I'm surprised there isn't a thread about bokashi composting here already. Is it not widely known about? Anyway, I can't remember how I came across the concept, but I discovered bokashi composting recently.
Basically it's an anaerobic process that pickles your food waste, which breaks down your compost faster than conventional methods.
What attracted me was that you could compost things that are normally not advisable in compost bins or vermicomposting (worms). This includes cooked foods, meat scraps, bread... pretty much anything except for liquids and large bones, even cooking oil, which I haven't felt brave enough to try just yet.
Some sources say bones and tea bags are no-nos, but other people say that smaller bones or smashed up bones, and tea bags that have been dried, are ok.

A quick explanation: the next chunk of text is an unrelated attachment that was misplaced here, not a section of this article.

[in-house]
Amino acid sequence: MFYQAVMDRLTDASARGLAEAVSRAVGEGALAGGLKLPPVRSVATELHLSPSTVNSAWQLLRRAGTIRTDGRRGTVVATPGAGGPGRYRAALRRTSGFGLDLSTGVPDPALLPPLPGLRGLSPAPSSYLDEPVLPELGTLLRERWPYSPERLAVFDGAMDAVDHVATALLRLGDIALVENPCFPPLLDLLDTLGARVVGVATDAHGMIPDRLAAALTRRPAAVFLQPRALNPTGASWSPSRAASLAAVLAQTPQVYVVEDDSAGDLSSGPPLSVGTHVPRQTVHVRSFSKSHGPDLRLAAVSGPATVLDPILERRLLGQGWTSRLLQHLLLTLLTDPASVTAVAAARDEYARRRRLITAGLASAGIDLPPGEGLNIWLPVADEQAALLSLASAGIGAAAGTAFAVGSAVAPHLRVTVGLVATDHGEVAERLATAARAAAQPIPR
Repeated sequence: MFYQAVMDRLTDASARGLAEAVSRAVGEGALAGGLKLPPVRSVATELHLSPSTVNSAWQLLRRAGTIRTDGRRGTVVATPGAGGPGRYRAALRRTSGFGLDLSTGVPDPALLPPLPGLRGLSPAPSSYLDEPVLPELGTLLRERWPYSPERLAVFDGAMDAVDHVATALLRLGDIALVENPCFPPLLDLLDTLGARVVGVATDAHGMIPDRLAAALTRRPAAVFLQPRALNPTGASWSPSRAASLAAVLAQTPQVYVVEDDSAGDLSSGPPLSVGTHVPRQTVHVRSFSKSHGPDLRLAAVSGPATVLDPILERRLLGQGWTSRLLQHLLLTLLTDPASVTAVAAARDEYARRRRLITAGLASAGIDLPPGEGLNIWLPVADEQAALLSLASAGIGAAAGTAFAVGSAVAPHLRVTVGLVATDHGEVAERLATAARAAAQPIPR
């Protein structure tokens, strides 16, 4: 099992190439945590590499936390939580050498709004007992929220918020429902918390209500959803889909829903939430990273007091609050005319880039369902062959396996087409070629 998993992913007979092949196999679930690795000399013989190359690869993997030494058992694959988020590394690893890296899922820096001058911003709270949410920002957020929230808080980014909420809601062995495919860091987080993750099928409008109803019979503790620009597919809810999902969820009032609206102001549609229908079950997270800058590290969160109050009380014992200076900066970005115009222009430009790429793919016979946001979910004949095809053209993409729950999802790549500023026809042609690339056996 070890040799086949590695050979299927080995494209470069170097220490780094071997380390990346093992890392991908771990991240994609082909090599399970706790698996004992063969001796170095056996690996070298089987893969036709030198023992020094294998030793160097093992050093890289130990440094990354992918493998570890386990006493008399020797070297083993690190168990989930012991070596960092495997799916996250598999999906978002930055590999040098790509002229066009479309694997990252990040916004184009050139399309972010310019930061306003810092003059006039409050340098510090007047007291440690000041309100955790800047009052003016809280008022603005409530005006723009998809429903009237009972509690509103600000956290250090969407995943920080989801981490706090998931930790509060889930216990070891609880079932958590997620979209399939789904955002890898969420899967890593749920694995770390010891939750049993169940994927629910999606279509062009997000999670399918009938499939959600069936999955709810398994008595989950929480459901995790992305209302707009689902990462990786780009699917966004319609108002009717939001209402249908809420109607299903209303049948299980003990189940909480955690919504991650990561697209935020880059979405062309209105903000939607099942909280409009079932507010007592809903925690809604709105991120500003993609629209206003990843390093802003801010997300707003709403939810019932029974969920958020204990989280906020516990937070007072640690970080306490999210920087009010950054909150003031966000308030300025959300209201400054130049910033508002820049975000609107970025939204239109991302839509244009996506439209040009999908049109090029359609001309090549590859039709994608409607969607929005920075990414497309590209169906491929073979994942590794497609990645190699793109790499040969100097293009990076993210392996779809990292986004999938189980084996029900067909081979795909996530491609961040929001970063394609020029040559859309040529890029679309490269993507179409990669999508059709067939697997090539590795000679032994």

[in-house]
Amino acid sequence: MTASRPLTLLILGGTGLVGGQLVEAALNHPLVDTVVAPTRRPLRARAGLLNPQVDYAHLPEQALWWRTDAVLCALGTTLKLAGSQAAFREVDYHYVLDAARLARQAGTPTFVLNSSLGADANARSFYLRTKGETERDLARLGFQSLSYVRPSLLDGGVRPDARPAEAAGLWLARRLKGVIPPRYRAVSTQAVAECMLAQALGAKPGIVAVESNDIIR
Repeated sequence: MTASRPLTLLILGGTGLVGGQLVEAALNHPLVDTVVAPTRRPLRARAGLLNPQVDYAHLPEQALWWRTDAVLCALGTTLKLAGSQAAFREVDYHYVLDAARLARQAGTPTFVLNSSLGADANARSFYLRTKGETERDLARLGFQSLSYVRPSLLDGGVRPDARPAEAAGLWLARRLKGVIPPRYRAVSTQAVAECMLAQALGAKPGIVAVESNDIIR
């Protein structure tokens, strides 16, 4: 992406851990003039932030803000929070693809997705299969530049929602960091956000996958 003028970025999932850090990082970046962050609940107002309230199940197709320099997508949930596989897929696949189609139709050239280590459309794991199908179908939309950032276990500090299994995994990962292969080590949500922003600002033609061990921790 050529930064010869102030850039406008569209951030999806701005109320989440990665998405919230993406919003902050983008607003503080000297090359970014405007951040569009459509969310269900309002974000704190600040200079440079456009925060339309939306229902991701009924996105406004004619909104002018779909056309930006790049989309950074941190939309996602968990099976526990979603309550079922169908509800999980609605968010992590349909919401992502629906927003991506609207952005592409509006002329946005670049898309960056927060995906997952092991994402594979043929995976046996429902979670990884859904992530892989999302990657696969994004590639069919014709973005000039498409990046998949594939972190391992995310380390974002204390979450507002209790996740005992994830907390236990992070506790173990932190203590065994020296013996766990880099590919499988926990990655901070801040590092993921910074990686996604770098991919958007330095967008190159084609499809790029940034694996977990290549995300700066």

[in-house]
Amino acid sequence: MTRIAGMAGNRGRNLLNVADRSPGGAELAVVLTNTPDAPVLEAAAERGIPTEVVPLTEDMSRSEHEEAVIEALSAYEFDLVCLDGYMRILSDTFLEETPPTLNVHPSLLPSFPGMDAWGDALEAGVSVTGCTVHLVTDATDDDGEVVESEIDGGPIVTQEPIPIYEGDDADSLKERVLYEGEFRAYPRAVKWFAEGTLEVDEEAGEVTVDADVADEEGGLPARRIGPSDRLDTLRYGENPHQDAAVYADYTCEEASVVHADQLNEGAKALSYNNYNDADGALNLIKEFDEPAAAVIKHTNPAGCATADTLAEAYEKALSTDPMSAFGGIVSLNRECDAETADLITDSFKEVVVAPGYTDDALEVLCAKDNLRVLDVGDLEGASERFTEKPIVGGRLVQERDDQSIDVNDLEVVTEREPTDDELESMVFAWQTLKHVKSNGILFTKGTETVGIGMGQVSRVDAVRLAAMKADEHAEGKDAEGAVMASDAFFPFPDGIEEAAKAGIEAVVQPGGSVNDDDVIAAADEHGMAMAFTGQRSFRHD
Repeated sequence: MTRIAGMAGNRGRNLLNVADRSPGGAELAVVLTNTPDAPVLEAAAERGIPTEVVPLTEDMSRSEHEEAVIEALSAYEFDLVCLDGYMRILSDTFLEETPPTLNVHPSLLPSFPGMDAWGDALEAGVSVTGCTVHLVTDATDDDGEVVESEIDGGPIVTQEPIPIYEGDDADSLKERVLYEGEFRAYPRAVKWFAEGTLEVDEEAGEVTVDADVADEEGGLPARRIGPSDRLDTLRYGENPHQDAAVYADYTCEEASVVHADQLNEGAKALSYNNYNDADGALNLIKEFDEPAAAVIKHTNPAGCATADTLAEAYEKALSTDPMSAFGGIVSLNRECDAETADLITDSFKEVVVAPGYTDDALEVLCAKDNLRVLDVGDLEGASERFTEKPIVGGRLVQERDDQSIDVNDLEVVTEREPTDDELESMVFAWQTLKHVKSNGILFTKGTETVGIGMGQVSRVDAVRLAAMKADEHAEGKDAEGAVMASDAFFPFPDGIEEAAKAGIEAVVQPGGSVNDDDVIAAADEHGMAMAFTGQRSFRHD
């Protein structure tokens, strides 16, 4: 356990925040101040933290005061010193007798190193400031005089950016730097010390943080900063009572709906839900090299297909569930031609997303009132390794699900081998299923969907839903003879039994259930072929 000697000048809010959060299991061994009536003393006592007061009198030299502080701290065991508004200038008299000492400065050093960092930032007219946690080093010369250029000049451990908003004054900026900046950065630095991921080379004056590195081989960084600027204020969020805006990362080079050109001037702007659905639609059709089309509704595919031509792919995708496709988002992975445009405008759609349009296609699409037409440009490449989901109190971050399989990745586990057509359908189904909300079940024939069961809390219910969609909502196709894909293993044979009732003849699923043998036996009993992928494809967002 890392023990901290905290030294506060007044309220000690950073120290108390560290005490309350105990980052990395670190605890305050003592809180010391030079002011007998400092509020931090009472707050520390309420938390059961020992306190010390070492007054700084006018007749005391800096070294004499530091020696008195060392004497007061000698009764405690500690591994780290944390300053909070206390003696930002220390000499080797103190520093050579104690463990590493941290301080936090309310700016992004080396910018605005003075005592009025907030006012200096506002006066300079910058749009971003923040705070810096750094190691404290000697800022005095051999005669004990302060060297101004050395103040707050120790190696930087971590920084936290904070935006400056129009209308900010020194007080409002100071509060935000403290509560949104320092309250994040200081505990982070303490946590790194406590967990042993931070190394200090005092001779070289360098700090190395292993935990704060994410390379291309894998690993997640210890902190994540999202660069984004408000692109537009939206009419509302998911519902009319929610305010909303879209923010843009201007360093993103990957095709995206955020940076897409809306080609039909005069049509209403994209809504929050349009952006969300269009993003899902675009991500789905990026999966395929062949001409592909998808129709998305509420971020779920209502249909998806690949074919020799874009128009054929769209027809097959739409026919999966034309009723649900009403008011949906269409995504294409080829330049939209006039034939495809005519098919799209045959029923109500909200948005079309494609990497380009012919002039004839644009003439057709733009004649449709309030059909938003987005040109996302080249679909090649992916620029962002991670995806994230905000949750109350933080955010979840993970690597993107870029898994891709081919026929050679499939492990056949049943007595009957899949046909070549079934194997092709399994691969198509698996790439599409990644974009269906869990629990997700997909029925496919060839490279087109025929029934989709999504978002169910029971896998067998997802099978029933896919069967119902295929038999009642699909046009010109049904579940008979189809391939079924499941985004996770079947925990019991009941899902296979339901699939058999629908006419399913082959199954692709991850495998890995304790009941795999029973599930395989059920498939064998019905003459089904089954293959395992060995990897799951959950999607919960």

However, what is even more exciting is that I poured the contents of my bokashi bucket into my compost bin which has been pretty much useless for the past few years, and covered it with potting mix, and a few weeks later, EVERYTHING has been broken down - even the stuff that had been sitting there for months and months.
So I'm absolutely smitten with my bokashi bins. I hate wasting food, and this way at least the nutrients get recycled into great soil and fertilizer for my garden, and it's also great for the environment in many different ways - doesn't produce greenhouse gases like conventional composting, increases beneficial microbes in the soil, and helps earthworms flourish.
Apparently the pickling process kills seeds as well, so I'm hoping to try converting weeds into beautiful compost soon.
This is a pretty good introduction if you're interested in the process:
I know, I sound like an infomercial - I'm just really really happy that I found out about this method!
by David Watsky | Organizing expert Marie Kondo has already helped millions put their closets, kitchens, and homes in...